New Additions to the Armando Menocal Guidebook Collection
I recently had the chance to spend the day with guidebook author and climbing pioneer Armando Menocal. As a founding member of the Access Fund and climbing guide, Armando has climbed all over the world and has been deeply involved in the climbing community for decades. He stopped by the AAC Library to drop off five huge, plastic bins full of hundreds of guidebooks. From Sierra Club meeting minutes from the early 1930’s, to hand-drawn Yosemite topos from the 60’s, to the most recent SuperTopo guidebooks, Armando’s collection is vast and diverse. His passion for collecting started when he began to work on access issues and was exposed to books from places he had never visited. As the collection grew, so did its focus. It is now a historical record of guidebooks published in the US—especially California. Read Armando’s guest blog from May, 2009 to learn more about his collection history.
Before Armando departed, I pulled him aside and asked him several questions about guidebooks, access issues, and climbing history. A few small excerpts from this brief interview follow:
What do you see as the main benefits of guidebooks, aside from solely guiding?
I see them as the raw materials of climbing history, without the narration of climbing literature. Looking at different books and different areas, it’s easy to see local trends and ethics, and see the evolution of those areas. Early on, each area was different. You’d never expect 5.8 one place to be 5.8 anywhere else. Whenever we’d go somewhere new, we’d warm up the standard, easier routes and then be able to get a feel for the local grading and style. Now, there’s a real homogenization. It can be sort of a shock when 5.8 doesn’t feel right, and people don’t think twice about getting on climbs at their limit first thing. We never used to do that! The local ethics have often become homogenized as well, and looking at these older guides gives you an idea of how things used to be.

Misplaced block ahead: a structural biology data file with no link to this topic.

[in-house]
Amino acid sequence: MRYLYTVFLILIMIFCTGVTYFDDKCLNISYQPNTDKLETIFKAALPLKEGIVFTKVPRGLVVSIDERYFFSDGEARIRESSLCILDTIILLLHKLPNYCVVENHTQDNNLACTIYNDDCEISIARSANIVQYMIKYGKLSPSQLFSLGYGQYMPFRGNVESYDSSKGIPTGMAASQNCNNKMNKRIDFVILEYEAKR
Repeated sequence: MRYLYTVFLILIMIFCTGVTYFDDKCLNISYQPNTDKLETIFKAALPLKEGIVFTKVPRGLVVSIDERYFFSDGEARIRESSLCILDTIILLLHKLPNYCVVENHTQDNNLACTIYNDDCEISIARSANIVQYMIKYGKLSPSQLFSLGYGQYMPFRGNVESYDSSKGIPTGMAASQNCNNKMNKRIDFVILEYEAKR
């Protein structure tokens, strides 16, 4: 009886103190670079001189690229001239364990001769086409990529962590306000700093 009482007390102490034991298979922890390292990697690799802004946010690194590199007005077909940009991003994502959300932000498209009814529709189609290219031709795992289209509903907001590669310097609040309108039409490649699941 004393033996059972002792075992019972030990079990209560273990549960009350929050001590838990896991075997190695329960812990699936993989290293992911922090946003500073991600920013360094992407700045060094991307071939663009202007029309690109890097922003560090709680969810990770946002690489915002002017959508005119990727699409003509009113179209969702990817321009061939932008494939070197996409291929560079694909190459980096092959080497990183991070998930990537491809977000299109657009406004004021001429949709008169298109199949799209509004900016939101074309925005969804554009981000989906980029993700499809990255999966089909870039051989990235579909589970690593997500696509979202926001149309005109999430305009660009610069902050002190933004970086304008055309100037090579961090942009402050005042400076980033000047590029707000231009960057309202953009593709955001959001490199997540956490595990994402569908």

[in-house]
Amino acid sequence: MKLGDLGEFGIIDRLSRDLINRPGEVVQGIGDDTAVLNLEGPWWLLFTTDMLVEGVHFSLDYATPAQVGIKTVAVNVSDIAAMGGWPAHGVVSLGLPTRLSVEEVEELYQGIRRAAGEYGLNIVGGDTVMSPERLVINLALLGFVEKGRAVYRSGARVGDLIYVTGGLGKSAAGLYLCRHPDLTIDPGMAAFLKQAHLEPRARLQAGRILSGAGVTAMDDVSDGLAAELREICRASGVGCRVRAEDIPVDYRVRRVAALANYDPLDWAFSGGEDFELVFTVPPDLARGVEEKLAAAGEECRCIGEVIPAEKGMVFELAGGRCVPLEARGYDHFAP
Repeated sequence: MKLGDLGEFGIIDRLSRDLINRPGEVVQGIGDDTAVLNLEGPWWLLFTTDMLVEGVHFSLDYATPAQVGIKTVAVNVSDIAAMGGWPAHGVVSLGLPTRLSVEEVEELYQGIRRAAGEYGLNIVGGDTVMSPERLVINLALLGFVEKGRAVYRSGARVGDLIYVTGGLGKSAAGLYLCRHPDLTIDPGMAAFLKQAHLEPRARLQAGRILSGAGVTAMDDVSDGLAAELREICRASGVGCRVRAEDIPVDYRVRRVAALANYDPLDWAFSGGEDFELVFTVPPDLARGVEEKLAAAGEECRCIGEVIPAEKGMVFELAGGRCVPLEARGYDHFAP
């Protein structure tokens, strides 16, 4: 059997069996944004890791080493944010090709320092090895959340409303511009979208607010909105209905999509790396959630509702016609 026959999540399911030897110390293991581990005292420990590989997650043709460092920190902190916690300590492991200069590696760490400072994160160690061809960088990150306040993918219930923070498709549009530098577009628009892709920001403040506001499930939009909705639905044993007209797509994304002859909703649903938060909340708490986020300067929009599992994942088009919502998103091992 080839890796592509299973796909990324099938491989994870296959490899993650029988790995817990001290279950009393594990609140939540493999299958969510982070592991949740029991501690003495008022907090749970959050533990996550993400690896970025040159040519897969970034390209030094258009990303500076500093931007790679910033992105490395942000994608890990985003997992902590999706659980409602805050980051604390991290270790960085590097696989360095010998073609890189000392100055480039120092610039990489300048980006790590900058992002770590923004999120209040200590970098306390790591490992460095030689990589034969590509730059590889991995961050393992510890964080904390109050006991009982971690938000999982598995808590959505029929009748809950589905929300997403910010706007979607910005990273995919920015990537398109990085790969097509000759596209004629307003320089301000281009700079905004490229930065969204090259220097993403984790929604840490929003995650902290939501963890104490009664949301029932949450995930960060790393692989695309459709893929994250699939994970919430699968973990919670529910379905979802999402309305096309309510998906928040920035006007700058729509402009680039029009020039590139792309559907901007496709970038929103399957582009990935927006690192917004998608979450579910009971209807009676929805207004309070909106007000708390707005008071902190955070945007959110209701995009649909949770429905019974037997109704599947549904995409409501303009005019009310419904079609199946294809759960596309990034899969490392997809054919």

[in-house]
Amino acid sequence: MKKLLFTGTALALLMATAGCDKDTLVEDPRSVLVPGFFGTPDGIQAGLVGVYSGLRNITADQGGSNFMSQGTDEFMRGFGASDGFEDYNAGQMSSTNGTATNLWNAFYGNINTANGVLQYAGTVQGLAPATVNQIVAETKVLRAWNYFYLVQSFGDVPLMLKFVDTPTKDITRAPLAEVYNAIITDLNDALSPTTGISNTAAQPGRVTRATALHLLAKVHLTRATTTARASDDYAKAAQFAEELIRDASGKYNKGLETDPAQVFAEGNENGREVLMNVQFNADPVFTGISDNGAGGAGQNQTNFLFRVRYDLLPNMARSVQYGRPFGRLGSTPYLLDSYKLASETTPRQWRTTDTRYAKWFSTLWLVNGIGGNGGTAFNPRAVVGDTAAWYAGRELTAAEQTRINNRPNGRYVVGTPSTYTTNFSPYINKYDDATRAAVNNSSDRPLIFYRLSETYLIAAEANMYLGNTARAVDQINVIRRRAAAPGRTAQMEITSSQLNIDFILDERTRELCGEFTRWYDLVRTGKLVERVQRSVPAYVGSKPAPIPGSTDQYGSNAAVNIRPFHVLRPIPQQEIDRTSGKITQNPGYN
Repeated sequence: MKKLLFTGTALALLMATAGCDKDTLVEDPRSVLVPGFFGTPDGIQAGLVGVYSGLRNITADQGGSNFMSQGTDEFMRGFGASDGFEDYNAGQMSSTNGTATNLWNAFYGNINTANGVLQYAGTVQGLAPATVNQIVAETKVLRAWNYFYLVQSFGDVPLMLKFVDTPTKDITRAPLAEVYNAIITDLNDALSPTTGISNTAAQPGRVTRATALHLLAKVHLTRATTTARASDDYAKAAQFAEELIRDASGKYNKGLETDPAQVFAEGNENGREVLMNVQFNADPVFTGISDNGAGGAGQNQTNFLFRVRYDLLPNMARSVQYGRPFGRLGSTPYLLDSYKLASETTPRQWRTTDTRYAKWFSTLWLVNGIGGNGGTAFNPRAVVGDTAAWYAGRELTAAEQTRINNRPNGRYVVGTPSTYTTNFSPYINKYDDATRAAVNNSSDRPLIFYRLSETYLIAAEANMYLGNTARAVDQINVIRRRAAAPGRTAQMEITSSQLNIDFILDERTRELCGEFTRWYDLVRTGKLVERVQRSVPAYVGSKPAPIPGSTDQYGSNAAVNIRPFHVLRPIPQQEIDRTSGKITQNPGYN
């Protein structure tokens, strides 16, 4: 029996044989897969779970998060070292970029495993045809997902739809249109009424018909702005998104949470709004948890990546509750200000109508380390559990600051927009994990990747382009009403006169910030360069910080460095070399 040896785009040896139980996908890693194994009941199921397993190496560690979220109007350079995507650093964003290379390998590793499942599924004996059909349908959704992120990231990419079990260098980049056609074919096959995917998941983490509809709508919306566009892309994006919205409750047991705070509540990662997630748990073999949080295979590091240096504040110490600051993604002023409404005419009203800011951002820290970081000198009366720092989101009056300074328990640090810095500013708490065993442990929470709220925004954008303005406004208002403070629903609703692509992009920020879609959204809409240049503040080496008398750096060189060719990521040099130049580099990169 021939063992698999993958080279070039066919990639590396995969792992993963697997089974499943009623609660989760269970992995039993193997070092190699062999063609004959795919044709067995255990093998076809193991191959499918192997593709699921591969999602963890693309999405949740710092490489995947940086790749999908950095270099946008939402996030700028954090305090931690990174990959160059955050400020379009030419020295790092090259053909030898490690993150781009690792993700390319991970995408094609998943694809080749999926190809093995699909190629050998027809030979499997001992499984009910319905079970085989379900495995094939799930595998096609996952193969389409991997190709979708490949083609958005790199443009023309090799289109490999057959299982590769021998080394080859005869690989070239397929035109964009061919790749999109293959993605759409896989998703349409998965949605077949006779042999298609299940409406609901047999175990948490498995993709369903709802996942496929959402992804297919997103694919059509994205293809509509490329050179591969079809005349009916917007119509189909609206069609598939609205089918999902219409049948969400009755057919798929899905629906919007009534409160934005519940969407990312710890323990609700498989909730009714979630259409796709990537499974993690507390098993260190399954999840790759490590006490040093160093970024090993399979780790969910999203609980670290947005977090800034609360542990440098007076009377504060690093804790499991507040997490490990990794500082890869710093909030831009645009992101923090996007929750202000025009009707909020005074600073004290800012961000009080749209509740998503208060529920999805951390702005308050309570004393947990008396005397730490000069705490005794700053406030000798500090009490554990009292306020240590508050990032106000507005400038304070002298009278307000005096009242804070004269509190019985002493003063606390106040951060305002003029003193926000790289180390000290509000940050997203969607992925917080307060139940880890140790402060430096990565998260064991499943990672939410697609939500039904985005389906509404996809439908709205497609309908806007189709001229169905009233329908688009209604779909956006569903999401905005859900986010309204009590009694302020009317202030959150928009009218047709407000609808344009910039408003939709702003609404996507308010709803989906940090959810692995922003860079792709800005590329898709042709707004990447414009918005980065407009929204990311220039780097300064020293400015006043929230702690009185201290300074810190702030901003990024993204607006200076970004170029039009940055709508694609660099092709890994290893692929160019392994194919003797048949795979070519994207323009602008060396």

Do you see guidebooks as a problem in respect to access issues?
Well, it’s always a question when you are working on a guide. What should be put in, whether to publish an area or a book at all. There are areas—Jailhouse Rock is an example—that no guide was ever published for, but now that the word is out, access is threatened. A new guidebook can bring the numbers up at a crag, but as long as the access is already secured, it’s usually fine. The issue is when someone publishes information that shouldn’t be out there—that’s when access issues arise, and people need to be conscious of that and recognize that in certain situations, what they are publishing can hurt the local scene. They have the right to publish it, sure, but should they? Probably not.
Your guidebook to Cuba just came out in 2009, any more books in the works?
Oh lord no! Now I’m more interested in writing articles and shorter pieces on things that interest me.
Thanks for your time Armando, and thanks again for the amazing collection. AAC Members will be enjoying it for years to come! Remember, as a Member, you can check out guidebooks from hundreds of locales, along with thousands of other books in our catalog. Check out our Membership page for more information on AAC benefits!
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